Q572901

Minimal Music Bands and Artists List

Minimal Music Bands and Artists List

Minimal music (also called minimalism) is a form of art music or other compositional practice that employs limited or minimal musical materials. Prominent features of minimalist music include repetitive patterns or pulses, steady drones, consonant harmony, and reiteration of musical phrases or smaller units. It may include features such as phase shifting, resulting in what is termed phase music, or process techniques that follow strict rules, usually described as process music. The approach is marked by a non-narrative, non-teleological, and non-representational approach, and calls attention to the activity of listening by focusing on the internal processes of the music.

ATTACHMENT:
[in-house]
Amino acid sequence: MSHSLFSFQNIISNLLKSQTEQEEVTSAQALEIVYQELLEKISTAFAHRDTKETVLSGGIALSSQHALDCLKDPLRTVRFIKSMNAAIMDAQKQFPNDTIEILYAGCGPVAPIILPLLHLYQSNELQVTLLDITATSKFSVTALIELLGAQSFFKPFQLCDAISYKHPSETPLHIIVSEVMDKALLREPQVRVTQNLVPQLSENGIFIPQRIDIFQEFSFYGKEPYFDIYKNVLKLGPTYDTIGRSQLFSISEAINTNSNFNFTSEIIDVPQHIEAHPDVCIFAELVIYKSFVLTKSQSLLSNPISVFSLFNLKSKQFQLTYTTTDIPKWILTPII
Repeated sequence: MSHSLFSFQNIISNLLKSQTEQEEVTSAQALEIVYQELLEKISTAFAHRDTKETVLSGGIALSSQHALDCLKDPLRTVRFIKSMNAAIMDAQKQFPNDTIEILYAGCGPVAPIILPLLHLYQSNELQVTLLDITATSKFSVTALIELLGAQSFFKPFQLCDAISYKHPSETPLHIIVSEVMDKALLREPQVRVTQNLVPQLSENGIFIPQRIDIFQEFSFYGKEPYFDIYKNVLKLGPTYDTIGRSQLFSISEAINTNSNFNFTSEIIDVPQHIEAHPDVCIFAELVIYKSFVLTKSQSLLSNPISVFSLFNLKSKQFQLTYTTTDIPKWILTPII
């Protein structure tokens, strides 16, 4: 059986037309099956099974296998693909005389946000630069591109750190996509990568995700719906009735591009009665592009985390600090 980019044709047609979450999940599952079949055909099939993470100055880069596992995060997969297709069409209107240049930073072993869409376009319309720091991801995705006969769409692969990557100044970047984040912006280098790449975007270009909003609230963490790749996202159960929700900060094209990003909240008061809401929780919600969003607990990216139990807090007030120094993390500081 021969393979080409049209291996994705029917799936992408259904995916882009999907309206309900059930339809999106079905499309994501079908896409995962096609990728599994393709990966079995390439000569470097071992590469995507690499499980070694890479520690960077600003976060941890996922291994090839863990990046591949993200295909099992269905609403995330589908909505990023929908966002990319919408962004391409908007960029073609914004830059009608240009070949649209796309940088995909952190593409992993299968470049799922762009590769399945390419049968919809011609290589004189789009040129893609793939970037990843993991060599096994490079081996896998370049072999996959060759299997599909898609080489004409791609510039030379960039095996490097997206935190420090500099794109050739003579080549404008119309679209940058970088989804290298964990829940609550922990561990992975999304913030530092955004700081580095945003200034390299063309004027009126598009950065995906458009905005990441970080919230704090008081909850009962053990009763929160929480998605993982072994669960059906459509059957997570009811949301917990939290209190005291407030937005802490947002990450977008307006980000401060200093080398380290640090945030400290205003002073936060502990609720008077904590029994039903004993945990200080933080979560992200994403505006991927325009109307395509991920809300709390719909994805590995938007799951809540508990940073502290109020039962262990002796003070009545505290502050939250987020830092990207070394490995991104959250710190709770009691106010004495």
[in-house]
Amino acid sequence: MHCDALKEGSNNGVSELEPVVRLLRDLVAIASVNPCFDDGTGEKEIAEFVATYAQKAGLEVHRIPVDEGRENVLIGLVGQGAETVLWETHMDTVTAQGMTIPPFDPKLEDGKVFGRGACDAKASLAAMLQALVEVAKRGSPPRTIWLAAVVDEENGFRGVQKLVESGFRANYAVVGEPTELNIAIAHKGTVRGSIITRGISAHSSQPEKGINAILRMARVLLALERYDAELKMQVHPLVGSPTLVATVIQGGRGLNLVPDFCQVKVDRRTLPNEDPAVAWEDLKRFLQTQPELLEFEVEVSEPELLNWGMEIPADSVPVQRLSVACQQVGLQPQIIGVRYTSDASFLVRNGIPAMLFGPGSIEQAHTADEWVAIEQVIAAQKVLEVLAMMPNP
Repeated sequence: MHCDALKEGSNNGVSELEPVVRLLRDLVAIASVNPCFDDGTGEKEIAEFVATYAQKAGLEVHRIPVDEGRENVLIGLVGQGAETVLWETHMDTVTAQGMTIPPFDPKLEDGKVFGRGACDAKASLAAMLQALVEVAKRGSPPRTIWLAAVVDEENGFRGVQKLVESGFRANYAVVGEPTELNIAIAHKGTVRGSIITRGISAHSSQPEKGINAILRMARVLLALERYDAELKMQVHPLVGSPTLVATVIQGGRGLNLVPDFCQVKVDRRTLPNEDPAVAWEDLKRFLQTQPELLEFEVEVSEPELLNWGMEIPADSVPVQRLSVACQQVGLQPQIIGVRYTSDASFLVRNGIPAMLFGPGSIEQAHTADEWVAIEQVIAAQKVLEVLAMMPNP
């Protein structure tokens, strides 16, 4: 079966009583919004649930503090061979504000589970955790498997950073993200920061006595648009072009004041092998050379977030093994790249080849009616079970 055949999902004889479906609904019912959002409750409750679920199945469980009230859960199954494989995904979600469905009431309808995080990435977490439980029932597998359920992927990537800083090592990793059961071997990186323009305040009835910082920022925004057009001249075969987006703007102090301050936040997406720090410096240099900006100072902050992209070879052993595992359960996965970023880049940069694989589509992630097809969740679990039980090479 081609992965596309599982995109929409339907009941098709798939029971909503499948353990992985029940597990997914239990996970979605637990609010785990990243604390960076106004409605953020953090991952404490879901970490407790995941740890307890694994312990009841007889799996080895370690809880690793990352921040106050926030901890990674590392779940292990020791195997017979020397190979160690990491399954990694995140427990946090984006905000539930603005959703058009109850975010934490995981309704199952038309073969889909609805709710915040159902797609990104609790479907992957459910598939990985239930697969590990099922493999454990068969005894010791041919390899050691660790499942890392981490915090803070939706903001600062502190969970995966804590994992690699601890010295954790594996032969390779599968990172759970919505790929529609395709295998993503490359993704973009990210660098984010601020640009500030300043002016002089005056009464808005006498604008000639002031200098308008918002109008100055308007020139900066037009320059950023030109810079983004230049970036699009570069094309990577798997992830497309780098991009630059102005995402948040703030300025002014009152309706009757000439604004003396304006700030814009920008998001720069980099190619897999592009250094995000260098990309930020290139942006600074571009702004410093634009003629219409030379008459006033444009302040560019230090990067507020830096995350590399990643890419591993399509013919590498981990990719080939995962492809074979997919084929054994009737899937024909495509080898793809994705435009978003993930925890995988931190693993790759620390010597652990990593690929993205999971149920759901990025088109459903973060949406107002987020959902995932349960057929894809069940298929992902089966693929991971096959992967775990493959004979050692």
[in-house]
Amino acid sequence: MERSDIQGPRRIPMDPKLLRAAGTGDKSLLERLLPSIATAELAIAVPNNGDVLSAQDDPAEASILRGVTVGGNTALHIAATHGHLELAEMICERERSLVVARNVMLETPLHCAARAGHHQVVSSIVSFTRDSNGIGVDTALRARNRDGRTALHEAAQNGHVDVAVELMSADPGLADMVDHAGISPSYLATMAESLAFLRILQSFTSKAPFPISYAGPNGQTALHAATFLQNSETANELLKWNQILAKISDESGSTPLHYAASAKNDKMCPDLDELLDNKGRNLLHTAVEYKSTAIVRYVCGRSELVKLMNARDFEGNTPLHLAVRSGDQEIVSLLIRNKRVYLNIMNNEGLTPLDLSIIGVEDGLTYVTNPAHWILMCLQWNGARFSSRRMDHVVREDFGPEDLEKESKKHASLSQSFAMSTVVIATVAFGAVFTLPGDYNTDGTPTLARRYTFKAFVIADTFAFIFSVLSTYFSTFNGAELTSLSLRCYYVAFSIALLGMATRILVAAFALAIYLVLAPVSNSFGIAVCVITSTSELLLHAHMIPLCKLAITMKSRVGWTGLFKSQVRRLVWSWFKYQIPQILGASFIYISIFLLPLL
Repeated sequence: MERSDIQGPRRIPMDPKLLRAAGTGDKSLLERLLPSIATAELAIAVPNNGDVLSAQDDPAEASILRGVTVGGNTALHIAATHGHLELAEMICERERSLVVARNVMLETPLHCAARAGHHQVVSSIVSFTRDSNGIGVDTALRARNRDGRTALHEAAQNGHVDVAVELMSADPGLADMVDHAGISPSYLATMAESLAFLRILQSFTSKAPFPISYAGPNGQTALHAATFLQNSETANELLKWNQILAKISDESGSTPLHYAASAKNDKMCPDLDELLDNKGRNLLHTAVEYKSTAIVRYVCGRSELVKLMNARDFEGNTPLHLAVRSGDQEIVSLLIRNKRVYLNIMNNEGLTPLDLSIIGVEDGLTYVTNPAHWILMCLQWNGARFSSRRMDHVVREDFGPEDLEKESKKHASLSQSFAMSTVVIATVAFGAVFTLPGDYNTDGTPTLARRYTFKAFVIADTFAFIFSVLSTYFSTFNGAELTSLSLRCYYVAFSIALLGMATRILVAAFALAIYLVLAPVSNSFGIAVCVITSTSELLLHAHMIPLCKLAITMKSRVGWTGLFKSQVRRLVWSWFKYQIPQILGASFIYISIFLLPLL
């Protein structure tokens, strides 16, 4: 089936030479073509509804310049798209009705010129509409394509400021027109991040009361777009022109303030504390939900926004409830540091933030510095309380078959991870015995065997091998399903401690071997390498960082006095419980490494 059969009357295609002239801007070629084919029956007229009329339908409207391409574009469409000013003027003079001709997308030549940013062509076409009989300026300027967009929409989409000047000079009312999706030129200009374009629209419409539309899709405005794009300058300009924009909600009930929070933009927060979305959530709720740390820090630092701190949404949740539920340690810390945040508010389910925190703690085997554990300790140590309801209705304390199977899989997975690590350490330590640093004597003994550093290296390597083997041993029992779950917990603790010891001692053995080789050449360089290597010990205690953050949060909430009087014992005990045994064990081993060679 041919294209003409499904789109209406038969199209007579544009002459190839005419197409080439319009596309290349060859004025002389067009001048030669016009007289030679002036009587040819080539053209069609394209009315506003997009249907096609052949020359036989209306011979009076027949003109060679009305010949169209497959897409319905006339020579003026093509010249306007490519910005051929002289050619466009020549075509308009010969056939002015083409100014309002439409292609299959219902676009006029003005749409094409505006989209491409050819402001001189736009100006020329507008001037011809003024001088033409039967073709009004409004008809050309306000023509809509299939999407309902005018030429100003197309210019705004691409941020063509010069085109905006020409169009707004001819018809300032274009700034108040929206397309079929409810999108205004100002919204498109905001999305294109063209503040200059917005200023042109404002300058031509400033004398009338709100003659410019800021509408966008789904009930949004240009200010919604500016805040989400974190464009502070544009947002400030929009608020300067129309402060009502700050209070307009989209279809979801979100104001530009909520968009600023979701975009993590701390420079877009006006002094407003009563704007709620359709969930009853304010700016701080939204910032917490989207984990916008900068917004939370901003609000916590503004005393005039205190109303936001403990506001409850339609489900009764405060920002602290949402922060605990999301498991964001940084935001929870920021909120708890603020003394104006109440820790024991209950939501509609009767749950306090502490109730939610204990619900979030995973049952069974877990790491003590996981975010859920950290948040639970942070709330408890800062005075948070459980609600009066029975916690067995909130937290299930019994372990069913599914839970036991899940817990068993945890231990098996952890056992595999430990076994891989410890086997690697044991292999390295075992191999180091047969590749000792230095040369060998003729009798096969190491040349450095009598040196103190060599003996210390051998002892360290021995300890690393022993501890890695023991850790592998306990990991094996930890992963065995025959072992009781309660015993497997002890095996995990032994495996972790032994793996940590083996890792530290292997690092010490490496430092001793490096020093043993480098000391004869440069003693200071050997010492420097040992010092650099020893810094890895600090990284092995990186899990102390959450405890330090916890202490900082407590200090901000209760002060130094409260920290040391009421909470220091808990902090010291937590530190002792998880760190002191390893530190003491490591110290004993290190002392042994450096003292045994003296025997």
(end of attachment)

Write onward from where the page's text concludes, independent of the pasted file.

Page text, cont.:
The approach originated in the New York Downtown scene of the 1960s and was initially viewed as a form of experimental music called the New York Hypnotic School. In the Western art music tradition, the American composers La Monte Young, Terry Riley, Steve Reich, and Philip Glass are credited with being among the first to develop compositional techniques that exploit a minimal approach. The movement originally involved dozens of composers, although only five (Young, Riley, Reich, Glass, and later John Adams) emerged to become publicly associated with American minimal music; other lesser known pioneers included Pauline Oliveros, Phill Niblock, and Richard Maxfield. In Europe, the music of Louis Andriessen, Karel Goeyvaerts, Michael Nyman, Howard Skempton, Eliane Radigue, Gavin Bryars, Steve Martland, Henryk Górecki, Arvo Pärt and John Tavener exhibits minimalist traits.

It is unclear where the term minimal music originates. Steve Reich has suggested that it is attributable to Michael Nyman, an assertion that two scholars, Jonathan Bernard, and Dan Warburton, have also made in writing. Philip Glass believes Tom Johnson coined the phrase.

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